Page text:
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Is This Some Form of Racism, or Not?

I’m no racist. When I was in junior high, Dad taught in an all-black inner city school, back in the days of the Martin Luther King riots. My sister-in-law teaches in a mostly black school. I graduated from a California high school which had a huge ethnic mix–hispanic, Chinese, Portuguese, Vietnamese, blacks, Filipinos, and various brands of caucasians: Oakies, Arkies, and Texans, who moved out during the Great Depression. My first day of school there, when I left the bus back in our town, I found myself surrounded by a group of blacks as another black tried to pick a fight with me, and everyone was egging us to go at it. Yeah, I was scared spitless, but I managed to walk away intact. From then on, I walked to a different bus stop. Those same guys came over to our house frequently, since the parsonage had a full-court basketball court in back. I played basketball with those blacks–and with bunches of Hispanics–all the time.

At the ping pong club, I enjoy talking to the various immigrants who show up. There are probably a half dozen guys of Chinese ancestry. There are several Hispanics–Panama, Peru, Cuba, and elsewhere. This week there were two new guys. One seemed to be arabic or persian. He was GOOD, too. I’d like to get to know him. All of these immigrants have interesting stories.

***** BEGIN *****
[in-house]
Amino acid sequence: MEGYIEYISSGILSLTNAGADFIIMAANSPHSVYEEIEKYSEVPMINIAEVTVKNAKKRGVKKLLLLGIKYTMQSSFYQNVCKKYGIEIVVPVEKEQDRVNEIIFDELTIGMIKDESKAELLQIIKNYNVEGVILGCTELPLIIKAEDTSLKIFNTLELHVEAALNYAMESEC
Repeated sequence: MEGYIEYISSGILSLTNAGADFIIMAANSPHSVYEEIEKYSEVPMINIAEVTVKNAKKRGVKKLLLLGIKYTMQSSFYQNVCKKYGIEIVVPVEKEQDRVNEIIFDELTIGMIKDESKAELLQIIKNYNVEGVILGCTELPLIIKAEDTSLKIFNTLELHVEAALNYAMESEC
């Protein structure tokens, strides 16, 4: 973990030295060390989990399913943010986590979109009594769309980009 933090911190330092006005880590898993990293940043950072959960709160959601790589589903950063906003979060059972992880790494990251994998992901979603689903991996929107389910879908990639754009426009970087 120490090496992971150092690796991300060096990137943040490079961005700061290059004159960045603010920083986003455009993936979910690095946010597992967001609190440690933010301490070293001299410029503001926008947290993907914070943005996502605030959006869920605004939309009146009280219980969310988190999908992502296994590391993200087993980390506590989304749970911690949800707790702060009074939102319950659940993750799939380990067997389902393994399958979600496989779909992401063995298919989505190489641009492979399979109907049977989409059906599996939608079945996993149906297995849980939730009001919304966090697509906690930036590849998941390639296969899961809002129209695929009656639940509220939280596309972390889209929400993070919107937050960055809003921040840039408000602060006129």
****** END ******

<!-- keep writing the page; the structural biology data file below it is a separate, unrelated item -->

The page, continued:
Then yesterday I went to the dentist for a routine cleaning. Normally Becky is my hygienist, but she’s on maternity leave, so I let them set me up with Lonnie, a new girl. I arrived at the office, and there was a black girl standing in the receptionist’s area. I hadn’t seen her before. I told her I had an 8:30 appointment, then sat down in the waiting room. A minute later, she came out with a folder. I figured it contained information for me to update. Then she said, “We’re ready for you now. I’m Lonnie.”